The Japanese yen is trading quietly on Monday. In the European session, USD/JPY is trading at 149.98, up 0.07%.
The yen showed little movement last week, hovering just shy of the symbolic 150 line. The lack of movement has continued today, but dollar-yen broke above 150 very briefly in the Asian session, during hours with low liquidity.
The US/Japan rate differential has been the driver of the yen’s rapid depreciation in the past few months. US Treasury 10-year yields have pushed above 5.0% on Monday, while Japanese 10-year yields are only 0.87%. Despite this gap, which is widening, the Bank of Japan is standing firm with its ultra-loose monetary policy. Governor Ueda said on Friday that the central bank would “patiently” maintain policy but warned that the economic outlook was highly uncertain.
The BoJ meets on Oct. 30-31 and is expected to maintain policy settings. Traders should be on alert nevertheless, as the BoJ has tweaked policy in the past with no prior warning, which has triggered significant volatility from the yen. The Bank will release new quarterly growth and inflation forecasts, which could affect the yen’s direction. There are growing expectations that the BoJ will shift policy in 2024, first with a shift in yield curve control, followed by a rate increase later in the year.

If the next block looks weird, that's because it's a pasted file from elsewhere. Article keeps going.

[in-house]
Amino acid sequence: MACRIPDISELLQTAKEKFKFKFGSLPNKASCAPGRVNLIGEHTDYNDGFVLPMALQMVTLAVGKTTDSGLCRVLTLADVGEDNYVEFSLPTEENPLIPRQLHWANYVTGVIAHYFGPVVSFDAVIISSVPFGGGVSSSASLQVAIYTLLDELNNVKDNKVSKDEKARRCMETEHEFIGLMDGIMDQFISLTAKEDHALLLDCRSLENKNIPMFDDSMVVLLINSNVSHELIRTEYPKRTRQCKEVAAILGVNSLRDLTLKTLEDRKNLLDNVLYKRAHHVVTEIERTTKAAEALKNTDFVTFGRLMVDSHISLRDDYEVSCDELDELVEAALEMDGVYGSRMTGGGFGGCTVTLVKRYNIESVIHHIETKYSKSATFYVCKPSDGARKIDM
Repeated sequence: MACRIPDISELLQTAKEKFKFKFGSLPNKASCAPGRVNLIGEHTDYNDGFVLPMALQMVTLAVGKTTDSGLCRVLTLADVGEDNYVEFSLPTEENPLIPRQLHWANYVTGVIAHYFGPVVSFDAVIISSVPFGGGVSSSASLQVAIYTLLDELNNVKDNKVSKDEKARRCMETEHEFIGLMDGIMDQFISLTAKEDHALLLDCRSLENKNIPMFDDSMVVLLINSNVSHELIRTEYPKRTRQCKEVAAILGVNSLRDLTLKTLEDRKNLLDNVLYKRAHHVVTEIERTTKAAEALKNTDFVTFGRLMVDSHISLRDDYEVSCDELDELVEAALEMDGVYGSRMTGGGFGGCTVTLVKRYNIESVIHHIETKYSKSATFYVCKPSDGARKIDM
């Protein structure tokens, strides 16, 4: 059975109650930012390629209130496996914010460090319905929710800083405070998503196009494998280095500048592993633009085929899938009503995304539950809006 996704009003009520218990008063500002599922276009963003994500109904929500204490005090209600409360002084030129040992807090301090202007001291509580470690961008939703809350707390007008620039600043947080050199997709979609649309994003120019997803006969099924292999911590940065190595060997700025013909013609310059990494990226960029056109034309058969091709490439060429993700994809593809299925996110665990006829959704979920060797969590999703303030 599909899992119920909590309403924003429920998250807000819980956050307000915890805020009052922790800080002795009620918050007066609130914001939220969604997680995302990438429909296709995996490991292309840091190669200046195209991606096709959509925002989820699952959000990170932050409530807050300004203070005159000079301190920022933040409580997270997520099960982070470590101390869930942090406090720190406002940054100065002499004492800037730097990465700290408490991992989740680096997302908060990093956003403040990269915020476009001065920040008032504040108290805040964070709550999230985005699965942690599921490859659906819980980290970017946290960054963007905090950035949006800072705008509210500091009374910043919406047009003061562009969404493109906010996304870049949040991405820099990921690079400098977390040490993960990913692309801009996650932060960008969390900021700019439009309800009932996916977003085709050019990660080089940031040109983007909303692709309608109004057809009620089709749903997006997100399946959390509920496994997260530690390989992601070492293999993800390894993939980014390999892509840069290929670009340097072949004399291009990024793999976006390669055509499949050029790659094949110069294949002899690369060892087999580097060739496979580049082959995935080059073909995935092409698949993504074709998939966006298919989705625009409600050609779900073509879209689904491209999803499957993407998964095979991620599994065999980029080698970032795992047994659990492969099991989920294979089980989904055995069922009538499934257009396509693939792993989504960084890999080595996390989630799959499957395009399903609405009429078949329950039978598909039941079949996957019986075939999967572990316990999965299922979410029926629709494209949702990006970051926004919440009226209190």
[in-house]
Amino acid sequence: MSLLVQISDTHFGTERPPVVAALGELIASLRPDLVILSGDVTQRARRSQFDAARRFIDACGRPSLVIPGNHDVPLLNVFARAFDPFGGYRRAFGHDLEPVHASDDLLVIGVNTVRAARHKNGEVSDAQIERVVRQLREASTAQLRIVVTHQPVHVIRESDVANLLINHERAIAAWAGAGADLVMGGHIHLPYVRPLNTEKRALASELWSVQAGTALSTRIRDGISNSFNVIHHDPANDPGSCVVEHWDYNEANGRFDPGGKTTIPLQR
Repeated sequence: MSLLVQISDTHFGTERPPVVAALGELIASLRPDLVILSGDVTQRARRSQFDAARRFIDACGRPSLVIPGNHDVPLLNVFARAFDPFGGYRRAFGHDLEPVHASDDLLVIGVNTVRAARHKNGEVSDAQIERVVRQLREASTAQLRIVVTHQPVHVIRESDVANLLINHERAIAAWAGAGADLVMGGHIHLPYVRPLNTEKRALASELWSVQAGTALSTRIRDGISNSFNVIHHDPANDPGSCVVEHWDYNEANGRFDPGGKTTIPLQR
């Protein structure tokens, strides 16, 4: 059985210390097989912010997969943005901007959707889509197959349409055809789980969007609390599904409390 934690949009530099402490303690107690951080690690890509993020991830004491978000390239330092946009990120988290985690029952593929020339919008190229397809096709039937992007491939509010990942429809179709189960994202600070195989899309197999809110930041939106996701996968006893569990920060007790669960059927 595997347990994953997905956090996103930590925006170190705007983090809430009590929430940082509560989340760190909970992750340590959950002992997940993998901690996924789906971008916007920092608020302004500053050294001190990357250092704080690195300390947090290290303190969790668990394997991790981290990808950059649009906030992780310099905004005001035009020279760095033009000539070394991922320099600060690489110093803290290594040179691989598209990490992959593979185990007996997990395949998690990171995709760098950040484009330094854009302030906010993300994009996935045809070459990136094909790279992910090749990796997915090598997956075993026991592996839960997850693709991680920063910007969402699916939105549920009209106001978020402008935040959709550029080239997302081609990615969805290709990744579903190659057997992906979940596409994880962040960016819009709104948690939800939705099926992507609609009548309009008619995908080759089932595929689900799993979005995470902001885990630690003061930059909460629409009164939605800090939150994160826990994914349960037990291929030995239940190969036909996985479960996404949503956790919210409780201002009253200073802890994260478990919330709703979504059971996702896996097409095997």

Japan will release PMI reports on Tuesday. The manufacturing sector remains depressed, with four consecutive months of contraction. Exports have fallen due to weak global demand and China’s slowdown has only made matters worse. The October print is expected at 49.0, compared to 48.5 in September.
The services sector is in better shape, and the September reading of 53.8 (revised upwards) marked 13 straight months of growth. However, growth weakened compared to the 54.3 reading in August, as employment and foreign demand fell. The downtrend is expected to continue in October, with a market consensus of 52.9.
Source : MarketPulse